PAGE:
Personal Responsibility Activities for Teens

By Erica Loop
Teenager washing dishes in kitchen.
Teenager washing dishes in kitchen.

Teens yearn for the independence that comes along with being a young adult. Still, your child needs help developing the sense of responsibility that this freedom requires. Before you give in to your teen's desire to act like a grown-up, a few personal responsibility activities are in order to help her understand what maturity really means.

Keep Score of the Chores

Your teen is part of the family, an "almost-adult" who is ready to start pitching in and helping out. Chores can help your teen learn the domestic skills he'll need when he's left the nest. Instead of doing everything for him, try a chore score board activity. Write down age-appropriate chores on a chalk or white board. Add points that are associated with each chore, for example, 10 points for planning and budgeting dinner, eight points for vacuuming, five points for folding his own laundry and three points for clearing and cleaning the dishes after a meal. Set a points goal, and create a "prize" for reaching it. The prize doesn't have to be a major purchase. You can extend his weekend curfew by a half an hour or give him an allowance bonus. He can take the responsibility to do the chores, or not. If he opts out of the activity, he won't get the prize.

Make a Strengths and Weaknesses List

Self-advocacy is part of personal responsibility. The ability to speak up on her own behalf -- instead of asking you to do it -- shows that your teen is becoming a mature young adult. Before she can clearly advocate for herself, she needs to know her strengths and weaknesses. For example, your teen's teacher says she shouldn't take honors English next year, but your teen knows she can handle the work, and wants to advocate on her own behalf. Your teen can try a list-making activity to highlight her personal strengths and weaknesses as part of learning how to take responsibility for her own academic future. She can make two columns, and write positive and negative points about her abilities. Instead of just writing "good" and "bad," she needs to think about what traits will help her case. This activity also helps your teen become more responsible for her own actions. When she lists her "weaknesses," she'll need to acknowledge mistakes she may have made.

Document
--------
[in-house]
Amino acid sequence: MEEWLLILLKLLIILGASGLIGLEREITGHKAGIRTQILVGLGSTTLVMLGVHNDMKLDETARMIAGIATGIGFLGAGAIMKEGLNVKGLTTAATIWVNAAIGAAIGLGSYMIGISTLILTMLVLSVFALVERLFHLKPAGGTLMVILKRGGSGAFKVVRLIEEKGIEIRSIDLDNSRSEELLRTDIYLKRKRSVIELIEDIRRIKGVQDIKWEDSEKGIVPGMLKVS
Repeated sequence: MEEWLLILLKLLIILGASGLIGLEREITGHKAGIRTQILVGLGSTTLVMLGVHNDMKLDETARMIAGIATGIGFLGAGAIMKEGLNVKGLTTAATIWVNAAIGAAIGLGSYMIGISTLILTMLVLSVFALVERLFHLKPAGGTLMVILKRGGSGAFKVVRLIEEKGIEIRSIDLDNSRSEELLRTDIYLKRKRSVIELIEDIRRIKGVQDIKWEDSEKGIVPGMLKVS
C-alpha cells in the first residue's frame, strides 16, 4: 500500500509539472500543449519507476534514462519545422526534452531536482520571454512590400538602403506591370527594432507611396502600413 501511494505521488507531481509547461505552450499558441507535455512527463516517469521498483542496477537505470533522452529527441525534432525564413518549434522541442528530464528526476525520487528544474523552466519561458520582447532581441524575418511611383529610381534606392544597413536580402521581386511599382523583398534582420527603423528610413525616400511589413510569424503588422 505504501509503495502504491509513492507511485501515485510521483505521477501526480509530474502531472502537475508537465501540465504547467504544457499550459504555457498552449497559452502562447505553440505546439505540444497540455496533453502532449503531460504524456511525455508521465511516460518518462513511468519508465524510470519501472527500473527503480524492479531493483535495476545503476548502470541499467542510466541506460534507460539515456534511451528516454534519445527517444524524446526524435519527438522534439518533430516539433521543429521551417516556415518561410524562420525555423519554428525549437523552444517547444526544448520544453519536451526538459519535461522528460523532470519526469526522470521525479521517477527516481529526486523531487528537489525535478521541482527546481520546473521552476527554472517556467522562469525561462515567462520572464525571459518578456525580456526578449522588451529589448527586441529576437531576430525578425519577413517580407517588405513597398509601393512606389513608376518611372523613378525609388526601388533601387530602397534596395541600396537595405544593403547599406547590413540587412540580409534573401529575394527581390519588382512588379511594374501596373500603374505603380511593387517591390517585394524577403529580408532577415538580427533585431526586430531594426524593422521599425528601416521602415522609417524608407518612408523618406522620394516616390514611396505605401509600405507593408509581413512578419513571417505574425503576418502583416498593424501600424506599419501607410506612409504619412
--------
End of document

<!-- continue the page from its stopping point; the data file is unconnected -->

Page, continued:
Name Notable Examples

Public figures provide examples for your teen to follow -- or not. Help your child recognize what constitutes a positive role model. Instead of identifying these role models for your teen, help him think critically and find his own notable figures. Ask your teen to comb through the current news or do some historical research to find a few well-known people who have accepted responsibility for their actions, and a few who haven't. For example, he could research news stories that detail a prominent business figure who has owned up to embezzling money.

Role Play the Consequences

Teens often feel that consequences moderate their behaviors when it comes to personal responsibility, according to a 2007 study in the "Journal of Student Wellbeing." Your teen may still need some help, however, to recognize the impact that these consequences have. Set up a role-playing scenario in which you and your teen act out a situation that involves personal responsibility. For example, you can play the role of a teen and your child can play the role of an employer. You can show her the consequences of failing to take on personal responsibilities by pretending to not show up for your job. As the employer, she must explain the consequences to you.

About the Author

Based in Pittsburgh, Erica Loop has been writing education, child development and parenting articles since 2009. Her articles have appeared in "Pittsburgh Parent Magazine" and the website PBS Parents. She has a Master of Science in applied developmental psychology from the University of Pittsburgh's School of Education.